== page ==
Bangladeshi opposition leader Salahuddin Quader Chowdhury has had his appeal against his death sentence rejected by a Supreme Court judge.
Chowdhury, 66, a standing committee member for the Bangladesh Nationalist Party (BNP) whose father was formerly an acting President of Pakistan, was sentenced to death two years ago by a controversial domestic war crimes tribunal. He was convicted of nine different crimes, including rape, torture and genocide, allegedly carried out during the South Asian nation’s 1971 independence struggle, the AFP reports.
During that conflict, East Pakistan, as Bangladesh was then known, seceded from Islamabad’s control. Chowdhury’s subsequent conviction was the first time an opposition politician had been tried for related crimes and critics maintain the case was politically motivated.
Chowdhury’s BNP clashes regularly with the country’s ruling Bangladesh Awami League. The BNP has been significantly weakened in recent months after carrying out a three-month nationwide traffic blockade in an attempt to overthrow current Bangladeshi Prime Minister Sheikh Hasina.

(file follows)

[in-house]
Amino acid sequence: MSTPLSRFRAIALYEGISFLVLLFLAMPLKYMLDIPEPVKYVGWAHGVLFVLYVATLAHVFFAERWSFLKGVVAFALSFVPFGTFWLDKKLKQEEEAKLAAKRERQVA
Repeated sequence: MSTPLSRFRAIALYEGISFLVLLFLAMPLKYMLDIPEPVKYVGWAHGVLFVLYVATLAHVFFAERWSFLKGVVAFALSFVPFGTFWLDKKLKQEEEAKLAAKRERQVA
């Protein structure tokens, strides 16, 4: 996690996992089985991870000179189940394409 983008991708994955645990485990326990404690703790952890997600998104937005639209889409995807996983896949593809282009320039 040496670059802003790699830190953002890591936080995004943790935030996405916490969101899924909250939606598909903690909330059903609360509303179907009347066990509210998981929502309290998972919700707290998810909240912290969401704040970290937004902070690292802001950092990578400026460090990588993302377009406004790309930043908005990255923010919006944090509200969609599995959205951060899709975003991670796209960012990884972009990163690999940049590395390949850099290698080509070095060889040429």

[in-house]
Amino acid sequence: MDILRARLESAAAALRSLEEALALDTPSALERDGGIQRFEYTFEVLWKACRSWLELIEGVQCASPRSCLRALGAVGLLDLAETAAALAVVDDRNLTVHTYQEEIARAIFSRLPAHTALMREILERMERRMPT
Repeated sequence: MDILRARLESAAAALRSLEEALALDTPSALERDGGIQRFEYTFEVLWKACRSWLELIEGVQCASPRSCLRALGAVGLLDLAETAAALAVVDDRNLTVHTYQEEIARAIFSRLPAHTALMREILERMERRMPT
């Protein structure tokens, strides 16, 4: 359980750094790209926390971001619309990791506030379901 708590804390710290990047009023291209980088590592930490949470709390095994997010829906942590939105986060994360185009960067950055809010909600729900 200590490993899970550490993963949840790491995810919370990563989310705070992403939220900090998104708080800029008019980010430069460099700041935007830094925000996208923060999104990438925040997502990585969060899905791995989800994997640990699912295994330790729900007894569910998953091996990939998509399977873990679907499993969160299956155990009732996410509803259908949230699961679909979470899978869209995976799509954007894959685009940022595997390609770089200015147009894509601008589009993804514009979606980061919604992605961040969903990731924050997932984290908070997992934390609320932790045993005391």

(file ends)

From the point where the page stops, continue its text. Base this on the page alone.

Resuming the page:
Similar verdicts against Islamist politicians have previously sparked violence throughout the country. Security has now been increased in both the capital Dhaka and in Chowdhury’s hometown of Chittagong, police officials told the AFP.
- How the Biden Administration Lost Its Way
- Hanya Yanagihara Is Never Going to Read Your Mean Tweets
- Inside Finland's Plan to End All Waste by 2050
- Chloe Kim Is Ready to Win Olympic Gold Again—On Her Own Terms
- Asia Has Kept COVID-19 at Bay for 2 Years. Omicron Could Change That
- Investors Are Sinking Real Money Into Virtual Real Estate, With No Guarantees
- The Man Putin Fears